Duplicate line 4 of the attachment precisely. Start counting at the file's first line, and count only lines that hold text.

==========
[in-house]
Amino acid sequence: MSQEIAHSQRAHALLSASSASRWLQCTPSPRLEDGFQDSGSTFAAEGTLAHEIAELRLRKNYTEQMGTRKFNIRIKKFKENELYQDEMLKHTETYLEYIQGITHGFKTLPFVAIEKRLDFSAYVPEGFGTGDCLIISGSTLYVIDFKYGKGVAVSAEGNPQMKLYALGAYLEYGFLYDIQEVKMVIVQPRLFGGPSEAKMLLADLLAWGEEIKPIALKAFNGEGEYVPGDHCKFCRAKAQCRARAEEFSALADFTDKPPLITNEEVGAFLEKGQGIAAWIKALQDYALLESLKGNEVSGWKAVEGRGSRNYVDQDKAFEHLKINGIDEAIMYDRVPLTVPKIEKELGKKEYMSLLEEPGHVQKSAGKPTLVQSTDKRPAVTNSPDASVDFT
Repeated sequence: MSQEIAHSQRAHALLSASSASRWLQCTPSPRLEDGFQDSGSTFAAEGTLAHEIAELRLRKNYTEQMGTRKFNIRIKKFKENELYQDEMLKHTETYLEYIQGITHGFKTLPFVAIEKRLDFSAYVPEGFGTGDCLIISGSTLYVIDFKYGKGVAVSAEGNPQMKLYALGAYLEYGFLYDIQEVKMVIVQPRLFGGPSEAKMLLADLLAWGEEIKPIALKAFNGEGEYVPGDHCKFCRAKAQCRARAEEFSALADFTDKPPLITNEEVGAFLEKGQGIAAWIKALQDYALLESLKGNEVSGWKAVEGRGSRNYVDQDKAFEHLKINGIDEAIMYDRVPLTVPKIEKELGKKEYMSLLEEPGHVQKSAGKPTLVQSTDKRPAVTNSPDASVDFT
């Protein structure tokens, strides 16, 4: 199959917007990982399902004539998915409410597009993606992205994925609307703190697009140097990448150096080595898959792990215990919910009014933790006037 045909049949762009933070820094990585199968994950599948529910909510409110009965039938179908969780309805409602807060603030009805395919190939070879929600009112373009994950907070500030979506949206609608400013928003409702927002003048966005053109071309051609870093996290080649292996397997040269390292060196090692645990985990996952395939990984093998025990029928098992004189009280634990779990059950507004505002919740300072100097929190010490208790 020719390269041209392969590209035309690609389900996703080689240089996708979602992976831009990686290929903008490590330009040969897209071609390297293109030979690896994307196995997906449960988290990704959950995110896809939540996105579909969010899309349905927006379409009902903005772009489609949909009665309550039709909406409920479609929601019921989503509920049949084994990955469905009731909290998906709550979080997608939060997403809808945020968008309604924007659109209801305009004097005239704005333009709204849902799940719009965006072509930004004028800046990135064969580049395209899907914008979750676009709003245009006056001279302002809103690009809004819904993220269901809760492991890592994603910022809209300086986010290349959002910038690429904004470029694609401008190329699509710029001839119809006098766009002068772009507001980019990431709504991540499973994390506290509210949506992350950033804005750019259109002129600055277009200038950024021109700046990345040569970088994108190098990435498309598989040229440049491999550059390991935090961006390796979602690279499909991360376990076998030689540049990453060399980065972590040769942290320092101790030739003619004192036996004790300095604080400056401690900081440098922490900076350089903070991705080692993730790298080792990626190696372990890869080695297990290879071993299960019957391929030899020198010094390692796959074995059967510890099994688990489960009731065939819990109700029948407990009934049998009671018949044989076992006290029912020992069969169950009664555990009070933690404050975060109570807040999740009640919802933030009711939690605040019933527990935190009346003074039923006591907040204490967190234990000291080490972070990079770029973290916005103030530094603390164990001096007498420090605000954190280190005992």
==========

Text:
């Protein structure tokens, strides 16, 4: 199959917007990982399902004539998915409410597009993606992205994925609307703190697009140097990448150096080595898959792990215990919910009014933790006037 045909049949762009933070820094990585199968994950599948529910909510409110009965039938179908969780309805409602807060603030009805395919190939070879929600009112373009994950907070500030979506949206609608400013928003409702927002003048966005053109071309051609870093996290080649292996397997040269390292060196090692645990985990996952395939990984093998025990029928098992004189009280634990779990059950507004505002919740300072100097929190010490208790 020719390269041209392969590209035309690609389900996703080689240089996708979602992976831009990686290929903008490590330009040969897209071609390297293109030979690896994307196995997906449960988290990704959950995110896809939540996105579909969010899309349905927006379409009902903005772009489609949909009665309550039709909406409920479609929601019921989503509920049949084994990955469905009731909290998906709550979080997608939060997403809808945020968008309604924007659109209801305009004097005239704005333009709204849902799940719009965006072509930004004028800046990135064969580049395209899907914008979750676009709003245009006056001279302002809103690009809004819904993220269901809760492991890592994603910022809209300086986010290349959002910038690429904004470029694609401008190329699509710029001839119809006098766009002068772009507001980019990431709504991540499973994390506290509210949506992350950033804005750019259109002129600055277009200038950024021109700046990345040569970088994108190098990435498309598989040229440049491999550059390991935090961006390796979602690279499909991360376990076998030689540049990453060399980065972590040769942290320092101790030739003619004192036996004790300095604080400056401690900081440098922490900076350089903070991705080692993730790298080792990626190696372990890869080695297990290879071993299960019957391929030899020198010094390692796959074995059967510890099994688990489960009731065939819990109700029948407990009934049998009671018949044989076992006290029912020992069969169950009664555990009070933690404050975060109570807040999740009640919802933030009711939690605040019933527990935190009346003074039923006591907040204490967190234990000291080490972070990079770029973290916005103030530094603390164990001096007498420090605000954190280190005992």